Your founders will make or break your startup. Find the right ones, and nothing will stop you. Find the wrong ones, and you’ll have a lot of free time, being unemployed and all.
Good founder teams are diverse – in many cases, the more diverse, the better. Having people from the same industry sector, or in the same job title, or even friends who share many of the same views and beliefs can stifle creativity.
So I’m going to give you the golden number for startup founders. It’s 3. There’s an exception to every rule though – and your own experience may cause you to prefer teams of 2 or 4. It’s a startup — the only rule is that there are no rules.
Maybe, you think, we should have three different people from three different job titles. Maybe we need someone who worked in marketing, someone from tech, and someone from finance. Not a terrible idea — but not the one that really matters. If your tech guy has to pick up some slack on the finance end, that’s the nature of a startup sometimes.
What matters even more is filling three roles: visionary, builder, and operator. You can fill these roles in any order, share them between founders, and a founder could even be two (or all three).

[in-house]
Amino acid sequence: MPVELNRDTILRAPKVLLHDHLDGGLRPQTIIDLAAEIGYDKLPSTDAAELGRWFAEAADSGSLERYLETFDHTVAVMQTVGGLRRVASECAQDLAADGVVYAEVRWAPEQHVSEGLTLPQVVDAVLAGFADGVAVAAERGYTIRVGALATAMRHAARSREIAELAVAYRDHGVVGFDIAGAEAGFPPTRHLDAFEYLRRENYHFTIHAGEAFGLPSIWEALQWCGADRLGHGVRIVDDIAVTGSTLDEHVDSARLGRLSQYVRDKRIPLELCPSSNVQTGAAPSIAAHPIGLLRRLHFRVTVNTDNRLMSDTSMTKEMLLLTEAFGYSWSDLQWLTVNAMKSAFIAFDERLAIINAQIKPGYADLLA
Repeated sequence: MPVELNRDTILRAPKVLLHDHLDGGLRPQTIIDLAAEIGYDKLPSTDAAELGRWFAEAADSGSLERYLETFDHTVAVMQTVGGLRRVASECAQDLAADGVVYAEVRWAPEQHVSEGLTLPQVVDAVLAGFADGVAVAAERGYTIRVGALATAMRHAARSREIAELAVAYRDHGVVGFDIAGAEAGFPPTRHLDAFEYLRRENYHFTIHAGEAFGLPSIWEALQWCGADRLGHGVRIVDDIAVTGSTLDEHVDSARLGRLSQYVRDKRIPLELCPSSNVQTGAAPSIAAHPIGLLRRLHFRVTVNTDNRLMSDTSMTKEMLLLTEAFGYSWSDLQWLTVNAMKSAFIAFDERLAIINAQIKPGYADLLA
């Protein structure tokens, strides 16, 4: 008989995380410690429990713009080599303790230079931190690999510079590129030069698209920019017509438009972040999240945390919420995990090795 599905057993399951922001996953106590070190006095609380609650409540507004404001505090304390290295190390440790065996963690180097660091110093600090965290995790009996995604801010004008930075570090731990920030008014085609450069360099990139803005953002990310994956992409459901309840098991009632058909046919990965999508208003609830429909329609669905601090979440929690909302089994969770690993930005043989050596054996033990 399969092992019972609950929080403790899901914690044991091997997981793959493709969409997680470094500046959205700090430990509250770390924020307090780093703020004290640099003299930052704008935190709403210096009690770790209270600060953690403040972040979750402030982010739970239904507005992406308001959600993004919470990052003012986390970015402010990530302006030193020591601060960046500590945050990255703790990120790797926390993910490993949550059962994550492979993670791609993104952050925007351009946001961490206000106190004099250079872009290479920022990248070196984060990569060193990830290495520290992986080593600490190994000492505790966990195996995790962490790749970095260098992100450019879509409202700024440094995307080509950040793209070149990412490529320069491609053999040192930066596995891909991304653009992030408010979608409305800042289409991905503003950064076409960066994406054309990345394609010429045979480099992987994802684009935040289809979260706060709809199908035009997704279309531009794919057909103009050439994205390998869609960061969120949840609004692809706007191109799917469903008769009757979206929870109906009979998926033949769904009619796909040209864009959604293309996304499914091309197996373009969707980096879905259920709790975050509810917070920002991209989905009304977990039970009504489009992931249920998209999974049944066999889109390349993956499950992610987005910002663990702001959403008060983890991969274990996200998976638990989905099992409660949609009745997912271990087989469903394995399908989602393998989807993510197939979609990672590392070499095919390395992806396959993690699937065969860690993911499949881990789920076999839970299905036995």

- Your visionary, the person who sees the great future that is possible.
- Your builder, who is in charge of creating the thing itself.
- Your operator, who makes numbers, figures, and projections line up.
Each of your founders’ roles serve to provide complementary skillsets which are able to collectively analyze and solve new problems. When considering a direction a startup might go, a visionary might pitch a big-picture direction. The builder can break this direction into smaller pieces that can actually be built, and an operator will examine whether or not the pitch makes financial sense.
Unlike most of the other things we pick up as we build an early-stage company, these personality types aren’t necessarily something that’s possible to train or to learn on the fly. An individual’s personality, and the way they think about problems, is enough to lump them into one of the three boxes above.
Which founder personality are you?
You might be a visionary if you see yourself managing your team’s personalities and playing referee in discussions. You write first on the whiteboard, and you’ve always got an answer to any question about the product (visionaries usually lead pitches). If you have a clear vision of what your successful product might look like, but you also know the steps to take to make that a reality, you might actually be a builder. And if your idea of a great time is arguing about whether or not any of these big ideas are actually possible at all, you might be an operator.